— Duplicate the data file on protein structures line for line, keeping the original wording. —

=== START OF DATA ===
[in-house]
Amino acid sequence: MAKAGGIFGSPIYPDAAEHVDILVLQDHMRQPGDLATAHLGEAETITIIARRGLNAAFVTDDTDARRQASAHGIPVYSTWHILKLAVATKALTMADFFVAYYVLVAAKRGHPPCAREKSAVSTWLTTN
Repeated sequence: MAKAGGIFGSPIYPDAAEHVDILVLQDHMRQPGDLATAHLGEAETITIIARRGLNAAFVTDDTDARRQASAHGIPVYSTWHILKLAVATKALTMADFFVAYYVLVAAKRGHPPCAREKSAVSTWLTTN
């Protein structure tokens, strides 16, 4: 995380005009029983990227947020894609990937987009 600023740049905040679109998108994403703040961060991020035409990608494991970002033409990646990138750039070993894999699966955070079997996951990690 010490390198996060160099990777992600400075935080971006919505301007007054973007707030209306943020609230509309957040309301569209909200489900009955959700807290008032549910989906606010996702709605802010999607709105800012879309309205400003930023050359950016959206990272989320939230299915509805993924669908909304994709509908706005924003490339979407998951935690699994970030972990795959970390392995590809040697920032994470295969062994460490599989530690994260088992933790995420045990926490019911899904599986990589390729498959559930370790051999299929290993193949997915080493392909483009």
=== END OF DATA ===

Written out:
[in-house]
Amino acid sequence: MAKAGGIFGSPIYPDAAEHVDILVLQDHMRQPGDLATAHLGEAETITIIARRGLNAAFVTDDTDARRQASAHGIPVYSTWHILKLAVATKALTMADFFVAYYVLVAAKRGHPPCAREKSAVSTWLTTN
Repeated sequence: MAKAGGIFGSPIYPDAAEHVDILVLQDHMRQPGDLATAHLGEAETITIIARRGLNAAFVTDDTDARRQASAHGIPVYSTWHILKLAVATKALTMADFFVAYYVLVAAKRGHPPCAREKSAVSTWLTTN
């Protein structure tokens, strides 16, 4: 995380005009029983990227947020894609990937987009 600023740049905040679109998108994403703040961060991020035409990608494991970002033409990646990138750039070993894999699966955070079997996951990690 010490390198996060160099990777992600400075935080971006919505301007007054973007707030209306943020609230509309957040309301569209909200489900009955959700807290008032549910989906606010996702709605802010999607709105800012879309309205400003930023050359950016959206990272989320939230299915509805993924669908909304994709509908706005924003490339979407998951935690699994970030972990795959970390392995590809040697920032994470295969062994460490599989530690994260088992933790995420045990926490019911899904599986990589390729498959559930370790051999299929290993193949997915080493392909483009």